What Are Contagious Skin Diseases?
Your skin is your body’s armor, protecting it from harmful environmental forces. But sometimes, viruses, bacteria or fungi penetrate skin and cause infections. These infections are called contagious skin diseases. Here's a list of common contagious skin diseases and their causes:
- Impetigo – This infection is spread by contact with the sores of an infected person, and most often affects infants and children.
- Molluscum contagiosum – This virus spreads to other body parts by scratching or from person to person. In adults, molluscum contagiosum is often acquired through sexual contact.
- Fungal infections – People get fungal infections from breathing in or brushing up against fungal spores in the environment. Most often they affect people with weakened immune systems.
- Athlete’s foot – The fungus that causes athlete’s foot is often found on damp surfaces such as around a swimming pool or public showers.
- Scabies – This infection is caused by microscopic mites that burrow into the skin to live and feed. The infection spreads from skin-to-skin contact or from infested items such as furniture and bed linens.
- Ringworm – You can get this fungal infection from skin-to-skin contact with an infected person or animal.
- Shingles – Shingles develops from the same virus that causes chicken pox.
Contagious skin diseases present with a wide range of symptoms. Some have similarities such as rashes, but most are very different.
- Impetigo – Red sores around the nose, mouth, hands and feet. Honey-colored crusts develop after the sores rupture. Impetigo may cause mild itching and soreness.
- Molluscum contagiosum – Small, firm bumps that are pink or skin-colored with a dimpled center. They turn red as the immune system fights the infection. Some bumps may itch but are otherwise painless. Molluscum contagiosum often appears on the face, neck, hands, arms and armpits.
- Fungal infections – Rash in moist areas of the body where skin rubs up against skin, such as between the toes, under the breasts and in the genital area.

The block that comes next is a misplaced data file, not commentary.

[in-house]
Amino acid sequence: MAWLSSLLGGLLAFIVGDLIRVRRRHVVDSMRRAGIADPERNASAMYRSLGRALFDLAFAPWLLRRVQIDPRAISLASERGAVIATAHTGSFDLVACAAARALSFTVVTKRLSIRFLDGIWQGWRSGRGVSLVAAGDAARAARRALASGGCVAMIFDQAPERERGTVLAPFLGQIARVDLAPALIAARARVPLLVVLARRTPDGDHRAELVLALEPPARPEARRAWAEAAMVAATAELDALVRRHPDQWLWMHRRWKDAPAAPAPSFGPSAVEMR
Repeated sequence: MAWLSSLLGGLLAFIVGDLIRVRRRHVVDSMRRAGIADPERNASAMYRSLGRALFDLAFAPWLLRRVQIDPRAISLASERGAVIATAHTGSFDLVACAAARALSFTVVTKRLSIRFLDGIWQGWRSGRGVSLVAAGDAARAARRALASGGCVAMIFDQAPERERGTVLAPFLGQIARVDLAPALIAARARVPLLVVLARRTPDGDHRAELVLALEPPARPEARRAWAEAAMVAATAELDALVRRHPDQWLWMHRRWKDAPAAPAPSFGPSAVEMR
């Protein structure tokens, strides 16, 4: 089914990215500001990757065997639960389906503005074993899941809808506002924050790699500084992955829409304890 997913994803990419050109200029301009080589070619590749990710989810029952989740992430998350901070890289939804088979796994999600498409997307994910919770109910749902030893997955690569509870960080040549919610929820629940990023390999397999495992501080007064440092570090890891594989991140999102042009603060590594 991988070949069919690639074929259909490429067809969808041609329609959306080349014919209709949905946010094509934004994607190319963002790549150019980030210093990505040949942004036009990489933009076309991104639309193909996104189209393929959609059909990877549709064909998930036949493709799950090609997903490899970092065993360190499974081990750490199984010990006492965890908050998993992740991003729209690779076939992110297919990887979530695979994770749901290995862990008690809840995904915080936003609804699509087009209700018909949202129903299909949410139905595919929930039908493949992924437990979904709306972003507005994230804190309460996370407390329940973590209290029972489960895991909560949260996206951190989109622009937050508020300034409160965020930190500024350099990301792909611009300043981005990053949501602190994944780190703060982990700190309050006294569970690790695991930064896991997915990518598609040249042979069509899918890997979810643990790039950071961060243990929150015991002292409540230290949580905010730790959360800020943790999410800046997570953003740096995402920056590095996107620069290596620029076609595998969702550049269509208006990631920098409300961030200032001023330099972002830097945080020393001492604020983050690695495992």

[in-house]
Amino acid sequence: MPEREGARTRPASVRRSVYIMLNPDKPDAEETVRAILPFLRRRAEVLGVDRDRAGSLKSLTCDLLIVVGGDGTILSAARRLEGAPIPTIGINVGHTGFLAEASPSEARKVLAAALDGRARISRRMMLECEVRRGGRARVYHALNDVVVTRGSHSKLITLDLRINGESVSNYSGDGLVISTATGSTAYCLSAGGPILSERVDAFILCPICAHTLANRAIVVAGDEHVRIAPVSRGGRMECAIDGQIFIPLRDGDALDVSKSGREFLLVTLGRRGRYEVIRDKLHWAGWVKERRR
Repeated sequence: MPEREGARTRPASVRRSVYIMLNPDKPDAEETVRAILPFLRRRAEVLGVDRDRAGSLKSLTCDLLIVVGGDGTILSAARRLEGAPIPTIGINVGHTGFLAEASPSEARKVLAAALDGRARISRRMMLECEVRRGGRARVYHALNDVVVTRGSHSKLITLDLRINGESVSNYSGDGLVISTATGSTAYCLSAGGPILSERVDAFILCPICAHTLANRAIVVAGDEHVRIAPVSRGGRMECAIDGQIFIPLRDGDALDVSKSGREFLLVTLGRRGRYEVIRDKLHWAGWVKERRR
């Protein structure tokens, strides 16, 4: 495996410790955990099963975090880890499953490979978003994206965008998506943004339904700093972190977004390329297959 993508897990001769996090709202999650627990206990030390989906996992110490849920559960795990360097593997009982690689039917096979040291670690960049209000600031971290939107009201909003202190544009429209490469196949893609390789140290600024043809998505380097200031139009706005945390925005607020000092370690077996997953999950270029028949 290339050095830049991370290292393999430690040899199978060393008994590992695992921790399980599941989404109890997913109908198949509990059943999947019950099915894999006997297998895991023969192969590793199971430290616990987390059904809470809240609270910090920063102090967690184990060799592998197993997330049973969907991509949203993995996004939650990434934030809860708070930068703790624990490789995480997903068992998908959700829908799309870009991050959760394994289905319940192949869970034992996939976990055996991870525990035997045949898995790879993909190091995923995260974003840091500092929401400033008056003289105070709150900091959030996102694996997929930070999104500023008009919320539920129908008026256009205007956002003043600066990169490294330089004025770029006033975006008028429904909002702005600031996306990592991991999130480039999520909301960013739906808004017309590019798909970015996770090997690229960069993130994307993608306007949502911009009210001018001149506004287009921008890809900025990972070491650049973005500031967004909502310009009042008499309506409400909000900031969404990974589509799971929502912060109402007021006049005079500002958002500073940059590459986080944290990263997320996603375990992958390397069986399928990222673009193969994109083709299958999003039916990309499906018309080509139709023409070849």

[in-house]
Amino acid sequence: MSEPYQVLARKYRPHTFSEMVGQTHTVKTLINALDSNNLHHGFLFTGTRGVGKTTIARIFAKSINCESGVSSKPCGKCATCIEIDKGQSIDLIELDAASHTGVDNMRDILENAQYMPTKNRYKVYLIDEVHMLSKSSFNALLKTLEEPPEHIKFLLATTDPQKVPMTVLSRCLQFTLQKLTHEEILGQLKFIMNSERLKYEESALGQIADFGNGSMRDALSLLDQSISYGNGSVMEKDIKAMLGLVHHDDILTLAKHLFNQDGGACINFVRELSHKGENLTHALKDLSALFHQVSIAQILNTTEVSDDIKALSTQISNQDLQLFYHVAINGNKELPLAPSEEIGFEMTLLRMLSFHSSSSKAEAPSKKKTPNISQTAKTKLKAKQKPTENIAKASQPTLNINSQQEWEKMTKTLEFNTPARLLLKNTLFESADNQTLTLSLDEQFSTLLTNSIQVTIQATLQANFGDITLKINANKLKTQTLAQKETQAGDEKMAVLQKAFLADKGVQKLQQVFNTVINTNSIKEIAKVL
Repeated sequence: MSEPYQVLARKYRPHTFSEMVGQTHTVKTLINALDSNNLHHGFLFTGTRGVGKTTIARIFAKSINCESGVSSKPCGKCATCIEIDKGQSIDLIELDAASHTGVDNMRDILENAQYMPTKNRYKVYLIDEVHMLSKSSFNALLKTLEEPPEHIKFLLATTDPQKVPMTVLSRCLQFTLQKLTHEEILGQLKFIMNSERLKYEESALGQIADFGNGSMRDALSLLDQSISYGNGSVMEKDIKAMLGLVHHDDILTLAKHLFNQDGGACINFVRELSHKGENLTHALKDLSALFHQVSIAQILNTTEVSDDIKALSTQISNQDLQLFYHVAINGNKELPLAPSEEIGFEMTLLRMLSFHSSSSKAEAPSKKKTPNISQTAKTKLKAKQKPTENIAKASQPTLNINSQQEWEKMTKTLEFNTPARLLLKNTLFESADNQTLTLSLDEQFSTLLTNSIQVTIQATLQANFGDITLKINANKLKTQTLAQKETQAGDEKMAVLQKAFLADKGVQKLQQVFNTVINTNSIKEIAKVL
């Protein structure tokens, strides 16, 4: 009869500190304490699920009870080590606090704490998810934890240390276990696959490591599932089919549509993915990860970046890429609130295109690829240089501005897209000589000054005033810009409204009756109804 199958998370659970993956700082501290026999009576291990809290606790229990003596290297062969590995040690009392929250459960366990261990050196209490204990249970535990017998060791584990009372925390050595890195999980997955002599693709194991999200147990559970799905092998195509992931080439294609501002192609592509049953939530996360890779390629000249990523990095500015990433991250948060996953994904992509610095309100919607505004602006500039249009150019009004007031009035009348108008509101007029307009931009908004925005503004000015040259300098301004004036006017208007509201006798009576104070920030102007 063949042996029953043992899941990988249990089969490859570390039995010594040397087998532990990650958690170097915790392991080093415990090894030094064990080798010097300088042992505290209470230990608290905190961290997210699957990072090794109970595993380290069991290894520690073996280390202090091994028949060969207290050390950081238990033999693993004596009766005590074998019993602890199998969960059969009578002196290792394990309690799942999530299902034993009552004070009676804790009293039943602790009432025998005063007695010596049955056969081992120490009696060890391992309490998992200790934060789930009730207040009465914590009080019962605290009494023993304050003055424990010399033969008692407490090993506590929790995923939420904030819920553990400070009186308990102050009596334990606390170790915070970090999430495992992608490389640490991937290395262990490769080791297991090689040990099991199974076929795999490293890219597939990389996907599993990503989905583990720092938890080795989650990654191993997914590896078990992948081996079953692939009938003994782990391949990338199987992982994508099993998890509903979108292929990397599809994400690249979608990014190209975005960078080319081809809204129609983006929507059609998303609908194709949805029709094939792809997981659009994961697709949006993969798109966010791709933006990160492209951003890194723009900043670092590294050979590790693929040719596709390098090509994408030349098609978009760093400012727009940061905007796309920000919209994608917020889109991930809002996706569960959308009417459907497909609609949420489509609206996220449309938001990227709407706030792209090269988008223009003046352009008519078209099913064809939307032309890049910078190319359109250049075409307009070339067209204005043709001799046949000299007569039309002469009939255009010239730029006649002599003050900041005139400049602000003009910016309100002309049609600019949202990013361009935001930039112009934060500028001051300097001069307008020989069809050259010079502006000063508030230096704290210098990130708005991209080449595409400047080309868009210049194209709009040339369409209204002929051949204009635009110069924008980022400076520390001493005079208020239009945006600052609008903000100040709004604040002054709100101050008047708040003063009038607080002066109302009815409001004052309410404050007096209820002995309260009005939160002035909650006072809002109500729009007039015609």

- Athlete’s foot – A cracked or blistered rash that causes stinging, itching and burning and possibly an unpleasant odor. Usually starts between the toes but can also appear on the soles and sides of the feet, and can spread to the toenails, groin and armpits.
- Scabies – Itching that keeps you up at night, rash with small bumps that look like hives, sores from scratching that can become infected, and crusty areas in severe cases. Mites can burrow anywhere on the body but prefer between the wrists, elbows, fingers, around fingernails, the buttocks, belt line, penis and around the nipples.
- Ringworm – A fungal infection that starts as a red scaly area. The area spreads outward and forms a circular ring with a slightly wavy border. The inside of the circle may look clear, scaly or bumpy and red. Sometimes several rings appear and overlap.
- Shingles – Pain, burning, numbness or tingling, red rash, blisters that rupture and crust, and itching. Most often appears as a single strip of blisters that wrap around your torso, but can also develop around an eye, neck or face. Shingles may also cause fever, headache, fatigue and light sensitivity.<
Some contagious skin diseases clear on their own. For instance, molluscum contagiosum in children tends to resolve within 12 to 18 months. But most require over-the-counter or prescription treatment.
- Topicals – Antibiotic ointments for impetigo; antifungal powders or sprays for athlete’s foot; antifungal creams or ointments for athlete’s foot and ringworm; prescription creams or lotions for scabies; acids and blistering solutions to destroy molluscum contagiosum bumps; steroid creams to ease itch and redness.
- Oral medications – Antibiotics for impetigo; antifungal drugs for athlete’s foot and ringworm; antiviral drugs for shingles.
- Surgery – Cryosurgery, curettage and laser surgery to remove molluscum contagiosum bumps.
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